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August 30, 2016


A 10,000 foot approach is not appropriate: attention to detail is needed. Judges should keep their feet on the ground, as they did here.

This remains an isolated case, and actually highlights the problem inherent in the "effective writing - or re-writing - of patent law by the US Supreme Court.

Since the US Supreme Court laid out NO guidance as to what is the appropriate "level" to "Gist" any particular claim (there is NO 1 foot, 10 foot, 100 foot, 1,000 foot or 10,000 foot 'demarcations'), each and every court will be engaging in what can only be called an "arbitrary demarcation" effort.

For the "purists" that want to maintain that the Supreme Court has not violated the separation of powers outright and maintain that they have only "interpreted" existing statutory law, the problem remains that THEIR "interpretation" has rendered that underlying law Unconstitutional as being void for vagueness.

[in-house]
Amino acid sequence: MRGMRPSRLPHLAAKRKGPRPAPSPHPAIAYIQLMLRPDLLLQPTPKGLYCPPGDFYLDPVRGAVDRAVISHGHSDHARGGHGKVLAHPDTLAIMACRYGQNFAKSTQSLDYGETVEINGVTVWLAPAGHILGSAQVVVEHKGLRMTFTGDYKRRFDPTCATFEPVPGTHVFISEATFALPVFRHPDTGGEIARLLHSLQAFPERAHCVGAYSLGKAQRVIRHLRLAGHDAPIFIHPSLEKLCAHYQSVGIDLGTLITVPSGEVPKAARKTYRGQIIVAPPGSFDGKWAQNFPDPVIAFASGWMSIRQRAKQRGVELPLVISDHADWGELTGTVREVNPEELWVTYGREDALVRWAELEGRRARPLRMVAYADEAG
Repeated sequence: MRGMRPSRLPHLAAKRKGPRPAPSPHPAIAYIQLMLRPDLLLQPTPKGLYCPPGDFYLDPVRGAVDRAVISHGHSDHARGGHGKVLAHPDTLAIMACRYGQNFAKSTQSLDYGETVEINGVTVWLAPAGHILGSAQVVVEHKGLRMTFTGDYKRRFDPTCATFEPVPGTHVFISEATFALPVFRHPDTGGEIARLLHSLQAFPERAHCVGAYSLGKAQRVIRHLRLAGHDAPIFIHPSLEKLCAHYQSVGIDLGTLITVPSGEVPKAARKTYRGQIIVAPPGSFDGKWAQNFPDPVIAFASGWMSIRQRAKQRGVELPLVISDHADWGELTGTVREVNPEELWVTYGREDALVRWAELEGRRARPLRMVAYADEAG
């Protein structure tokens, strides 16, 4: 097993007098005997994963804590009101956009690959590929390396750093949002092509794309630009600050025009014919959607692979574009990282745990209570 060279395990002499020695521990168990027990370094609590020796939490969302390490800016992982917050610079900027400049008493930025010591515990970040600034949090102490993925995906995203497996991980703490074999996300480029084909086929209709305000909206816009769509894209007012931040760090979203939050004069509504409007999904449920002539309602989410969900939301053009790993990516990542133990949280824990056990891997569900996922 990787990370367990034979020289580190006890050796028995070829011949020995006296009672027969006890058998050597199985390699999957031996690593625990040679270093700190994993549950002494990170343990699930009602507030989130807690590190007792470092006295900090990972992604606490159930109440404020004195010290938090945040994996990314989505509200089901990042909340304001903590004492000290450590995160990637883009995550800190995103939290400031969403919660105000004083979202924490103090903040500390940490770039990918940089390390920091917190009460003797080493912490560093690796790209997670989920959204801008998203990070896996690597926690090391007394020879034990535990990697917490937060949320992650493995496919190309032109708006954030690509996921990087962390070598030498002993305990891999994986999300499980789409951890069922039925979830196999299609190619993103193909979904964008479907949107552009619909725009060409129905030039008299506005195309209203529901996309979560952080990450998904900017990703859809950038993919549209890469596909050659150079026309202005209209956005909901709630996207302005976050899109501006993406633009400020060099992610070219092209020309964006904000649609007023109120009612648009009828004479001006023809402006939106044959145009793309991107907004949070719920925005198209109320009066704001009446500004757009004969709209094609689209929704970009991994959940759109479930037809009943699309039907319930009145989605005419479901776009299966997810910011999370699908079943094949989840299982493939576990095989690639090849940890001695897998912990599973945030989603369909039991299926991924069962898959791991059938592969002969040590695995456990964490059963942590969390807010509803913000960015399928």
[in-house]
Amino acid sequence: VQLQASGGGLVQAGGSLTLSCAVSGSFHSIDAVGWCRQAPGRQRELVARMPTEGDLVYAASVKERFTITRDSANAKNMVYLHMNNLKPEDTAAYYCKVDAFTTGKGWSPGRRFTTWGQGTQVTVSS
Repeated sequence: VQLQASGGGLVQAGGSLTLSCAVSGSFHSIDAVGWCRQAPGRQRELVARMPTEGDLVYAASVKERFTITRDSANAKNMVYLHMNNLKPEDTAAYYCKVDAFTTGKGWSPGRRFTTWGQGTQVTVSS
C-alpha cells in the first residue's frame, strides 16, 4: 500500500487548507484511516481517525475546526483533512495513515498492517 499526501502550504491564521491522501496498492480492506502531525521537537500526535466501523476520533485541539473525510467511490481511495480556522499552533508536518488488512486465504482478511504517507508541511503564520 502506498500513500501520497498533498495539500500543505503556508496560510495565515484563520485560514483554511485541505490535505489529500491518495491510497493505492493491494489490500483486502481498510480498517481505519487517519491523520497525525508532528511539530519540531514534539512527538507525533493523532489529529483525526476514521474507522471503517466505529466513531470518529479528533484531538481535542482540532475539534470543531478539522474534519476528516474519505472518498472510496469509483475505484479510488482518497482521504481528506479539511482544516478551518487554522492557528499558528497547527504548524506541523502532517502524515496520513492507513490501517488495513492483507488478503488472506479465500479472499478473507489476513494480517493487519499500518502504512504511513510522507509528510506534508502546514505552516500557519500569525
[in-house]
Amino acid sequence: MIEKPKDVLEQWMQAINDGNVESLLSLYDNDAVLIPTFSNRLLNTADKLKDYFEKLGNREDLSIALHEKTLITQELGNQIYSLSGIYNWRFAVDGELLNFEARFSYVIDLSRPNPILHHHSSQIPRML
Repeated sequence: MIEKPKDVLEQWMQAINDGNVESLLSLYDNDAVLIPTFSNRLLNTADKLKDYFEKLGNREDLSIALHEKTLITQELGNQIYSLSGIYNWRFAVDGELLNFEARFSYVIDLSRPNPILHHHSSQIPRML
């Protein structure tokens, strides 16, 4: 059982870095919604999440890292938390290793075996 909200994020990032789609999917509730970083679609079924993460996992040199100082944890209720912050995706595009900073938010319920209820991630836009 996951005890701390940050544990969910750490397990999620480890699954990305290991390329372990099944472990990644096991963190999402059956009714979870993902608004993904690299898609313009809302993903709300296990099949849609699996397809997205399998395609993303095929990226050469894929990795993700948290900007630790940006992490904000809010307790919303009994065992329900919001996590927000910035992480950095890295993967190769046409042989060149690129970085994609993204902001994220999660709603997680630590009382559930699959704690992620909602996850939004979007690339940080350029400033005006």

Draw a different judge or a different panel, and you are guaranteed to have very different results.

Congress simply must step in.

Sooner, rather than later.

@skeptical - Congress certainly should step in, but it seems to me that we've got lots of bigger problems than patent subject-matter eligibility. Don't hold your breath.

Yeah right,

I am sure that there are tons of other issues vying for attention.

It also does not help that with rulings like "Citizens United," Congressmen have plenty of other "voices" in their ears (and in their pockets).

But you will have to indulge me when I consider that innovation (which the patent system undoubtedly greatly amplifies) is an EASY way forward that brings a win/win to BOTH sides of the Quid Pro Quo.

If you just want to neigh-say; then consider yourself part of the problem.

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